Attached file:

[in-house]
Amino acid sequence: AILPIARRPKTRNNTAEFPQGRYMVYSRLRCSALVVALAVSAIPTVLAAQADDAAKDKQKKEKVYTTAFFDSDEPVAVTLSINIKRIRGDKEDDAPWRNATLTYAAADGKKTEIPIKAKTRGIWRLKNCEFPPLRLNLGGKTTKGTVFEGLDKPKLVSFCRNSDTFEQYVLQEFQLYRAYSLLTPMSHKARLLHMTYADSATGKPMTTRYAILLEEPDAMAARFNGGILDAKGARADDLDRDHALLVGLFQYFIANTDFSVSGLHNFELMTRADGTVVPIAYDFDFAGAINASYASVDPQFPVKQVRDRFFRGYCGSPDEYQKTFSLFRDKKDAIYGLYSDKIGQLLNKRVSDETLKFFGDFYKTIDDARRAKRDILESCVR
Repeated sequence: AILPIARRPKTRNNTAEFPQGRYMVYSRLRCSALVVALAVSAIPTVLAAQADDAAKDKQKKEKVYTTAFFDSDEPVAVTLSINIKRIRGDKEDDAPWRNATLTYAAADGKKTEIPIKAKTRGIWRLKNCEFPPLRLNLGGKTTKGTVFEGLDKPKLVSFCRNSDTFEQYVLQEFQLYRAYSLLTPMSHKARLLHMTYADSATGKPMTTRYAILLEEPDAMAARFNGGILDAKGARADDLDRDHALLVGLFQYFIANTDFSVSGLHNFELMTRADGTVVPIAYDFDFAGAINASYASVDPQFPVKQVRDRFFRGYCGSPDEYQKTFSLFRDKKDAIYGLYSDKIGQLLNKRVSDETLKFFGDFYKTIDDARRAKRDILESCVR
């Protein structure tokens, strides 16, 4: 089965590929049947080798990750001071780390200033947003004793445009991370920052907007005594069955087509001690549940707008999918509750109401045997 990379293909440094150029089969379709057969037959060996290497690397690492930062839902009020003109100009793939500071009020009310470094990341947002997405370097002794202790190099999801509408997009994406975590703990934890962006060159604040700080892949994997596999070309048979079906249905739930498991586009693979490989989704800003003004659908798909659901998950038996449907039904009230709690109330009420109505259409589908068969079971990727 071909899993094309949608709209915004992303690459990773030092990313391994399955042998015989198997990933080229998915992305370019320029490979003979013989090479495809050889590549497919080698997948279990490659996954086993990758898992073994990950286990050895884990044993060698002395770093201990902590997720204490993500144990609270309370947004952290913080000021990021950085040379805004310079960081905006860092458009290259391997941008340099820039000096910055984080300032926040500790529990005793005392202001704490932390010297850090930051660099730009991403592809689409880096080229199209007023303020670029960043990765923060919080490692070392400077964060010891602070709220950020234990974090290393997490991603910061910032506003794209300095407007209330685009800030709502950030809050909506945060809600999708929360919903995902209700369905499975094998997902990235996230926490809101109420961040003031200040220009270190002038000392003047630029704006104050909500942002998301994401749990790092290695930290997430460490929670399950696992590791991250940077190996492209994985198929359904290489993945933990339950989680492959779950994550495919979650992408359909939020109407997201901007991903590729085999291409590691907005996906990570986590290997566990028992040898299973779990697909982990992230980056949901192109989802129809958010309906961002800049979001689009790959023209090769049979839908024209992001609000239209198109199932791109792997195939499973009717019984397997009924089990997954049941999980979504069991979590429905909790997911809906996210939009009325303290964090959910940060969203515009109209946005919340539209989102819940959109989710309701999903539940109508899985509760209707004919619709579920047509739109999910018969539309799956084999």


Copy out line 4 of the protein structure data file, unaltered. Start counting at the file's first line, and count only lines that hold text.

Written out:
């Protein structure tokens, strides 16, 4: 089965590929049947080798990750001071780390200033947003004793445009991370920052907007005594069955087509001690549940707008999918509750109401045997 990379293909440094150029089969379709057969037959060996290497690397690492930062839902009020003109100009793939500071009020009310470094990341947002997405370097002794202790190099999801509408997009994406975590703990934890962006060159604040700080892949994997596999070309048979079906249905739930498991586009693979490989989704800003003004659908798909659901998950038996449907039904009230709690109330009420109505259409589908068969079971990727 071909899993094309949608709209915004992303690459990773030092990313391994399955042998015989198997990933080229998915992305370019320029490979003979013989090479495809050889590549497919080698997948279990490659996954086993990758898992073994990950286990050895884990044993060698002395770093201990902590997720204490993500144990609270309370947004952290913080000021990021950085040379805004310079960081905006860092458009290259391997941008340099820039000096910055984080300032926040500790529990005793005392202001704490932390010297850090930051660099730009991403592809689409880096080229199209007023303020670029960043990765923060919080490692070392400077964060010891602070709220950020234990974090290393997490991603910061910032506003794209300095407007209330685009800030709502950030809050909506945060809600999708929360919903995902209700369905499975094998997902990235996230926490809101109420961040003031200040220009270190002038000392003047630029704006104050909500942002998301994401749990790092290695930290997430460490929670399950696992590791991250940077190996492209994985198929359904290489993945933990339950989680492959779950994550495919979650992408359909939020109407997201901007991903590729085999291409590691907005996906990570986590290997566990028992040898299973779990697909982990992230980056949901192109989802129809958010309906961002800049979001689009790959023209090769049979839908024209992001609000239209198109199932791109792997195939499973009717019984397997009924089990997954049941999980979504069991979590429905909790997911809906996210939009009325303290964090959910940060969203515009109209946005919340539209989102819940959109989710309701999903539940109508899985509760209707004919619709579920047509739109999910018969539309799956084999």